- What other names is Arrach known by?
- What is Arrach?
- How does Arrach work?
- Are there safety concerns?
- Are there any interactions with medications?
- Dosing considerations for Arrach.
Women take arrach to relieve menstrual cramps and also to trigger menstrual flow.
Some women apply arrach directly to the skin to treat cramps.
Insufficient Evidence to Rate Effectiveness for...
- Starting menstrual flow.
- Menstrual cramps, when taken by mouth or applied to the skin.
- Other conditions.
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Special Precautions & Warnings:Pregnancy and breast-feeding: Not enough is known about the use of arrach during pregnancy and breast-feeding. Stay on the safe side and avoid use.
Medications that increase sensitivity to sunlight (Photosensitizing drugs)
Interaction Rating: Moderate Be cautious with this combination.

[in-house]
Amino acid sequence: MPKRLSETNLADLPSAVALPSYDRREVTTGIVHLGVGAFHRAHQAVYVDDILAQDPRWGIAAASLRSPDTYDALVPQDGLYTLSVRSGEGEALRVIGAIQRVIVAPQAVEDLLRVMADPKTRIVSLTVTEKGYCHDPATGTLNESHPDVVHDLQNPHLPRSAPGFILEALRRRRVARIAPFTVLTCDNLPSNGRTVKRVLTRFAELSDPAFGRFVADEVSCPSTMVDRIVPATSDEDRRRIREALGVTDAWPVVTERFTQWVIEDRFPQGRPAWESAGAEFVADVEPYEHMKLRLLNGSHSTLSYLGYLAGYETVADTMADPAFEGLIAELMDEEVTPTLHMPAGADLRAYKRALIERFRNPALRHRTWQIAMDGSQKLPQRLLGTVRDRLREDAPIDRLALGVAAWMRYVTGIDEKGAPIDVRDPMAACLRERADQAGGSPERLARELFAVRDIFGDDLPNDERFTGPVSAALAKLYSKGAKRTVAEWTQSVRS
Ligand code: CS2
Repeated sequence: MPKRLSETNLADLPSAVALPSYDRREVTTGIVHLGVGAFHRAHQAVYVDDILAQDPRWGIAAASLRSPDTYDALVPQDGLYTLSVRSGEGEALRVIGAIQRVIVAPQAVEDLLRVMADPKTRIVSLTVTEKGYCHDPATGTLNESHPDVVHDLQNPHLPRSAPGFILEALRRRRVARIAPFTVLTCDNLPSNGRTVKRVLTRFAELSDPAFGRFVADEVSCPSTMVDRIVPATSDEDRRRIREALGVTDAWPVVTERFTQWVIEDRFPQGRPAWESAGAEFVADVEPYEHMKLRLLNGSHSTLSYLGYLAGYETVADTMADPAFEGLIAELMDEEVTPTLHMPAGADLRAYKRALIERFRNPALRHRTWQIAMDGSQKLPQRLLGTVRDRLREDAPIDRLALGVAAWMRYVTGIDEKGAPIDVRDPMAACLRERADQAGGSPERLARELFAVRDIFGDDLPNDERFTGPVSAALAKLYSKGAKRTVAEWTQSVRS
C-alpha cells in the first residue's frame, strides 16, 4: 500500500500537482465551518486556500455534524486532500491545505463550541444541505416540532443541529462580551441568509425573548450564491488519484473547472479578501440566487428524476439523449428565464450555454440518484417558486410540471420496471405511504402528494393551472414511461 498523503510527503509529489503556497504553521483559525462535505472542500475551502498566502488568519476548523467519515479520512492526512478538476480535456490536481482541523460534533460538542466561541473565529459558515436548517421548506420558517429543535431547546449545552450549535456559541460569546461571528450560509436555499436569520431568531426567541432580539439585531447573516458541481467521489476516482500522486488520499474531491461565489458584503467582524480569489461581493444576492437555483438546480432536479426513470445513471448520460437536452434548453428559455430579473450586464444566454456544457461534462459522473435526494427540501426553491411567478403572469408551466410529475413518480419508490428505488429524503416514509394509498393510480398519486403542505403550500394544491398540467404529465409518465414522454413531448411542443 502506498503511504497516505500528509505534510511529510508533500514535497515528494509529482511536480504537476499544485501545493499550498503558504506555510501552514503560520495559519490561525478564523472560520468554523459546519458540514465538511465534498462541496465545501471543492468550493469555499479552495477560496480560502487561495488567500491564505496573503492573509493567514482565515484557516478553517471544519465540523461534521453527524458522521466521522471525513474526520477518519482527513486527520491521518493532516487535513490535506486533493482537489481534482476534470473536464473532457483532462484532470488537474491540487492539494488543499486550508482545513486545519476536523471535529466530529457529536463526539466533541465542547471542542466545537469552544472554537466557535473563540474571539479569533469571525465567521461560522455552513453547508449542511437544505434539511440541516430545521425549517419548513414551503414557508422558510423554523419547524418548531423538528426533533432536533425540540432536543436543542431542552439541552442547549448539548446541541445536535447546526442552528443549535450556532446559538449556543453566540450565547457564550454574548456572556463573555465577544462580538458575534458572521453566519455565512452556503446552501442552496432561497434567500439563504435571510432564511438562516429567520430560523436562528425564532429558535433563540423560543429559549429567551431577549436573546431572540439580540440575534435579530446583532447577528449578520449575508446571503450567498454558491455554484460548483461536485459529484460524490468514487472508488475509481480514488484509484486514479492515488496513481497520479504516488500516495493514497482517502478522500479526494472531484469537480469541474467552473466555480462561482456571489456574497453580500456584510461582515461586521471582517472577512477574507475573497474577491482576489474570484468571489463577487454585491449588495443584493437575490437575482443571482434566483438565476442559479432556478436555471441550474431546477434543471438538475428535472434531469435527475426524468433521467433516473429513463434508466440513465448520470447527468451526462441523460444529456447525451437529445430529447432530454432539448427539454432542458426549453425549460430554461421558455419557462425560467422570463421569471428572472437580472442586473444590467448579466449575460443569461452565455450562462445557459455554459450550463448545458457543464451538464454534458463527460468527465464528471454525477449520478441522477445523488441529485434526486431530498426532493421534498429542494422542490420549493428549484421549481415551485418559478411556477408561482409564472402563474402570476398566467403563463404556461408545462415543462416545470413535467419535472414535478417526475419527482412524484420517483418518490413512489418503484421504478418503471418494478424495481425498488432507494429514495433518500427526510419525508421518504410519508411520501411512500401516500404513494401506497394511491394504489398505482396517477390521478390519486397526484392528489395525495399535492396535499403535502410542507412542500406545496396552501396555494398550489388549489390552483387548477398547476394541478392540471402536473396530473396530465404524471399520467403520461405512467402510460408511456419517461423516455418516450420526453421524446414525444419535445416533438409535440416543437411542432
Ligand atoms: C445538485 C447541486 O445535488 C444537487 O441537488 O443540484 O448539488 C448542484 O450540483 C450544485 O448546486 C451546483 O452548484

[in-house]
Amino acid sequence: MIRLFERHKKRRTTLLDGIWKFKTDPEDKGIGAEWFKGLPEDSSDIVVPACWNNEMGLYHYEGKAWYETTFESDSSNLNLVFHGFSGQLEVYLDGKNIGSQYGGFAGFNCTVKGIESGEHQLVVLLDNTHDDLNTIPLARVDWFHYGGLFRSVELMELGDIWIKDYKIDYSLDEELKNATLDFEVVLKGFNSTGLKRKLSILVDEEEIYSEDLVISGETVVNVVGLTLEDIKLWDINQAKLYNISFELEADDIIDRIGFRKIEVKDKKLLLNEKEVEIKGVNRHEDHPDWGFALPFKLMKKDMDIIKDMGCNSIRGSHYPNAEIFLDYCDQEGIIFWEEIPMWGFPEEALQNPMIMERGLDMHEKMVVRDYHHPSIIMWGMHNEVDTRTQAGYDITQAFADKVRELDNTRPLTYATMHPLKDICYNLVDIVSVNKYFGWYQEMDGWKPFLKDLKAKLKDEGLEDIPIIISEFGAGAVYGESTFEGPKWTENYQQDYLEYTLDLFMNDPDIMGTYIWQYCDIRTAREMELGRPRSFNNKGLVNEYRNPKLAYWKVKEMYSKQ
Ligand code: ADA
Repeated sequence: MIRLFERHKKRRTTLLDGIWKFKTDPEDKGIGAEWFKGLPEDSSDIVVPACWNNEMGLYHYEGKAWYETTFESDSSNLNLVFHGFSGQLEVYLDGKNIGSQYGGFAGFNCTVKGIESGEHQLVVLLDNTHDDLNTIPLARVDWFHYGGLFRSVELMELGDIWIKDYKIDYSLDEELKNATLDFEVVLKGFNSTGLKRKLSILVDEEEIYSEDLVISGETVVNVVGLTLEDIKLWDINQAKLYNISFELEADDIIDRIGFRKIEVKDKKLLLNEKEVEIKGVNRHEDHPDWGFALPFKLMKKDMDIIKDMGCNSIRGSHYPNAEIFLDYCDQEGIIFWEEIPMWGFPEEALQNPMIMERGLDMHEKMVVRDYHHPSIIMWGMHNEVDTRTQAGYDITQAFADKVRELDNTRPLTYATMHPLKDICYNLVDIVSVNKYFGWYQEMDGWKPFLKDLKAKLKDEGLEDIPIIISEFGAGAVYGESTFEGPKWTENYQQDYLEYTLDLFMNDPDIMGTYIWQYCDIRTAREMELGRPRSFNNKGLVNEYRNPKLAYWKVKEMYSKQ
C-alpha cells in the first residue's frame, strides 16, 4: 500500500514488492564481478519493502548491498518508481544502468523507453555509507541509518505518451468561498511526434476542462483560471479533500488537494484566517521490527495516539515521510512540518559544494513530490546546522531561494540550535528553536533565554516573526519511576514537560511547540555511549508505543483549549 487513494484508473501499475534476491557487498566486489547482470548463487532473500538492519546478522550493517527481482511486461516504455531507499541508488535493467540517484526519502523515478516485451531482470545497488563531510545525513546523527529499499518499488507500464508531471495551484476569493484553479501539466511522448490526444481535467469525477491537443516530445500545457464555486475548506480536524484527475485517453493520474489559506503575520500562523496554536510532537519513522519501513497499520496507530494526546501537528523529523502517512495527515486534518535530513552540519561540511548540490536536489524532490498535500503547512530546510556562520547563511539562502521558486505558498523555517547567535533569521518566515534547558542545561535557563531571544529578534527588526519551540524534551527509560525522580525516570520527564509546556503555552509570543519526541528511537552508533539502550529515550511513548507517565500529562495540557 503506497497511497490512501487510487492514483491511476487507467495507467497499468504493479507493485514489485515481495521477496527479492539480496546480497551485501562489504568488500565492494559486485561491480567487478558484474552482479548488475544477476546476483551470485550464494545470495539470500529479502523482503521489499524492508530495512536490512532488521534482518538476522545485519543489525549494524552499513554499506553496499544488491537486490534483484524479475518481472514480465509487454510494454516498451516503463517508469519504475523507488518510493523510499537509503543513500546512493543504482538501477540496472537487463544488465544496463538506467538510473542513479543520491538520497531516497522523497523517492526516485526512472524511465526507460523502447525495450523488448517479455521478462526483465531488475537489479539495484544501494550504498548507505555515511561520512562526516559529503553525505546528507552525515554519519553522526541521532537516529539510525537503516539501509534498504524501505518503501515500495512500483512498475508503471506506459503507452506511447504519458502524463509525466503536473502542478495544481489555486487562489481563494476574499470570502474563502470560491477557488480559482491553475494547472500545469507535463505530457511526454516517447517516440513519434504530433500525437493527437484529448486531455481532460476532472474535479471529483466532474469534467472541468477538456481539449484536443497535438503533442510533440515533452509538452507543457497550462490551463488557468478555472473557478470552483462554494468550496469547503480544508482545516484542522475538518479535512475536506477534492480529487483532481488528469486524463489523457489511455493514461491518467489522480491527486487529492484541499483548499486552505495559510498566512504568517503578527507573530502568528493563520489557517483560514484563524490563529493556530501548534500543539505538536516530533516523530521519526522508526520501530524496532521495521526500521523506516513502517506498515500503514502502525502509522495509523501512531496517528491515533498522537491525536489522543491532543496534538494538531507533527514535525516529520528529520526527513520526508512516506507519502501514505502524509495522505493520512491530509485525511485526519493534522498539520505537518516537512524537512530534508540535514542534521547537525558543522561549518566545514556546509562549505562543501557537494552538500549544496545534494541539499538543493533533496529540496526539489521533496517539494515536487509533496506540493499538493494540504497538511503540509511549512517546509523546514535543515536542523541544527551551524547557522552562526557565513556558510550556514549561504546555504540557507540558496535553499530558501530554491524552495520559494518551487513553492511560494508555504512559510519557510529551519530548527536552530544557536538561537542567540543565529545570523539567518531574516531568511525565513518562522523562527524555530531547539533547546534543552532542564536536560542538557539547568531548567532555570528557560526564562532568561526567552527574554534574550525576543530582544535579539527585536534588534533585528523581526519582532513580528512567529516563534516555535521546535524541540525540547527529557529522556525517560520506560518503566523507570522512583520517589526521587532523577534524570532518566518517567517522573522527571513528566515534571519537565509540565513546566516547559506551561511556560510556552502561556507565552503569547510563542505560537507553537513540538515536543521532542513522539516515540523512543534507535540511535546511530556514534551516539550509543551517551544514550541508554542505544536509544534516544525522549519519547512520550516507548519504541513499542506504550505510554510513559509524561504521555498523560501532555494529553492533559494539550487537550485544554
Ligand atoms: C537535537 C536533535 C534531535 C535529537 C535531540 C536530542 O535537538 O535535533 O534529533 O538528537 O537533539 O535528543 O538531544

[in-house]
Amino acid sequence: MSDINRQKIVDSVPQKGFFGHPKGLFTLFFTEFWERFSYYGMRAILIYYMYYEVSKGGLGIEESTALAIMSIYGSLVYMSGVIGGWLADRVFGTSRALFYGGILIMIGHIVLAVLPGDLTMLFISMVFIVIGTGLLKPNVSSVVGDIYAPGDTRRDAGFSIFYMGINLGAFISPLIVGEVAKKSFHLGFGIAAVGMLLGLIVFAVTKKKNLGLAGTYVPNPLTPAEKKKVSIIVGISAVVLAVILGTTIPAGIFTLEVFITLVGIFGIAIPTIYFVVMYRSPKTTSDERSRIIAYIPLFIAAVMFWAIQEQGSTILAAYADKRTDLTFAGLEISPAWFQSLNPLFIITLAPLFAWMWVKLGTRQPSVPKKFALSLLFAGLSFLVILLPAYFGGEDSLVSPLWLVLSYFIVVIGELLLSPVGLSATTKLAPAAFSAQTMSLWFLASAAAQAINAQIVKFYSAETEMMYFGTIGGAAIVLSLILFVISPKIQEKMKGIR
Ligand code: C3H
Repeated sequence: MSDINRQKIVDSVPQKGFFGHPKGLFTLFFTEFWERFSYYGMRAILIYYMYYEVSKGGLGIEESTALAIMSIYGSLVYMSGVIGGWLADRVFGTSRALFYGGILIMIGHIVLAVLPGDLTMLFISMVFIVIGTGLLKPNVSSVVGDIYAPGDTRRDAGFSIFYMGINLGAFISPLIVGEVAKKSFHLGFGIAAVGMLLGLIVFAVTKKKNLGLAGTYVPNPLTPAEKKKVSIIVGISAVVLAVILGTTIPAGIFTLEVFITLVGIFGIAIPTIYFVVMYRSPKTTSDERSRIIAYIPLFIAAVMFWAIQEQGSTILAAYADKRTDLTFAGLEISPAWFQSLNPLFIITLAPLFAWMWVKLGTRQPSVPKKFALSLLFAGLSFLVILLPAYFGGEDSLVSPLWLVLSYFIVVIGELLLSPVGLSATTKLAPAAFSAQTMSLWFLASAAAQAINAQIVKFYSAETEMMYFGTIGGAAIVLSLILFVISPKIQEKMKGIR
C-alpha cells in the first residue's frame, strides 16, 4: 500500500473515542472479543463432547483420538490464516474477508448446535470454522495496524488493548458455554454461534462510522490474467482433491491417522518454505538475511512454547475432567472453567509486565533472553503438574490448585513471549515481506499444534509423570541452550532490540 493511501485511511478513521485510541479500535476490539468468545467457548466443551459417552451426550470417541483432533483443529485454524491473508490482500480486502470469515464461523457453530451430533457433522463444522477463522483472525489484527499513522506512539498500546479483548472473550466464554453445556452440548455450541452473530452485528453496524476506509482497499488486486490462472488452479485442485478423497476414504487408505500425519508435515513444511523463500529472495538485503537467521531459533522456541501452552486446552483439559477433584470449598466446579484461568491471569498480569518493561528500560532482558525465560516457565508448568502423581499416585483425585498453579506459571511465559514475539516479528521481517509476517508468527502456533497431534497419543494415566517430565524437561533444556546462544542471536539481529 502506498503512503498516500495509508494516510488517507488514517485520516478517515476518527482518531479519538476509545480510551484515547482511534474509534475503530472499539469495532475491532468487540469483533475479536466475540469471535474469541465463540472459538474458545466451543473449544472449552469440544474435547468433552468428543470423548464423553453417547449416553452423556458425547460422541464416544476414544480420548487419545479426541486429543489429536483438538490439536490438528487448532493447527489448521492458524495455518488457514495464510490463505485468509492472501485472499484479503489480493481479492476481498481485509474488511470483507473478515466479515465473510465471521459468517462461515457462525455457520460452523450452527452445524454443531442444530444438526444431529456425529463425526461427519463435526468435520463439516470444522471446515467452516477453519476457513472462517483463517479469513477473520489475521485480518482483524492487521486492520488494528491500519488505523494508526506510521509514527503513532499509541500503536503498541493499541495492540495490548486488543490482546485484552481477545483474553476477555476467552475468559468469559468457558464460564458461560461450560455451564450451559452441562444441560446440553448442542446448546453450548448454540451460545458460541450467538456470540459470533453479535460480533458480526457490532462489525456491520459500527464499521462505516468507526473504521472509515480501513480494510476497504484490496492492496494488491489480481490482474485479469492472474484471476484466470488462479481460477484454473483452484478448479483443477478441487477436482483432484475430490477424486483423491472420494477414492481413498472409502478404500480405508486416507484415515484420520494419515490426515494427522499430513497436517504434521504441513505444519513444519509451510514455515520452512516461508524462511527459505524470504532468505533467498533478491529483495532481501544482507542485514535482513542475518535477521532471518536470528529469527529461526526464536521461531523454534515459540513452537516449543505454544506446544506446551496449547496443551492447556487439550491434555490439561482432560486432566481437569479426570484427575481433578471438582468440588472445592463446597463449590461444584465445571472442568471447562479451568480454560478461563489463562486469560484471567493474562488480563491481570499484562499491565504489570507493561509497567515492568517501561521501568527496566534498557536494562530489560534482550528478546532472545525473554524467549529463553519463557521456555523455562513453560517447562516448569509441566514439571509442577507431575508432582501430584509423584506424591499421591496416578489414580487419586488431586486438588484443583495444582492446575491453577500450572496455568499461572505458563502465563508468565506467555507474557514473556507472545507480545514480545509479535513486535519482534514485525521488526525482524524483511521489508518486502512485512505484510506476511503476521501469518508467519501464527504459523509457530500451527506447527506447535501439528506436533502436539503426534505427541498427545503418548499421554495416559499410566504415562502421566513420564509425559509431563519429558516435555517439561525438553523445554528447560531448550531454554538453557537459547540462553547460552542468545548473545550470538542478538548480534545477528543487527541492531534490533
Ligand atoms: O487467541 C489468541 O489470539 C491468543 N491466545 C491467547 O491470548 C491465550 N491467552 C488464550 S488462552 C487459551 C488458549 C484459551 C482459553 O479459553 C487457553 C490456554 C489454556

Talk with your health provider.
Some medications can increase sensitivity to sunlight. Arrach might also increase your sensitivity to sunlight. Taking arrach along with medication that increases sensitivity to sunlight could increase the chances of sunburn, blistering, or rashes on areas of skin exposed to sunlight. Be sure to wear sunblock and protective clothing when spending time in the sun.
Some drugs that cause photosensitivity include amitriptyline (Elavil), Ciprofloxacin (Cipro), norfloxacin (Noroxin), lomefloxacin (Maxaquin), ofloxacin (Floxin), levofloxacin (Levaquin), sparfloxacin (Zagam), gatifloxacin (Tequin), moxifloxacin (Avelox), trimethoprim/sulfamethoxazole (Septra), tetracycline, methoxsalen (8-methoxypsoralen, 8-MOP, Oxsoralen), and Trioxsalen (Trisoralen).
Natural Medicines Comprehensive Database rates effectiveness based on scientific evidence according to the following scale: Effective, Likely Effective, Possibly Effective, Possibly Ineffective, Likely Ineffective, and Insufficient Evidence to Rate (detailed description of each of the ratings).
Report Problems to the Food and Drug Administration
You are encouraged to report negative side effects of prescription drugs to the FDA. Visit the FDA MedWatch website or call 1-800-FDA-1088.
Last Editorial Review: 3/29/2011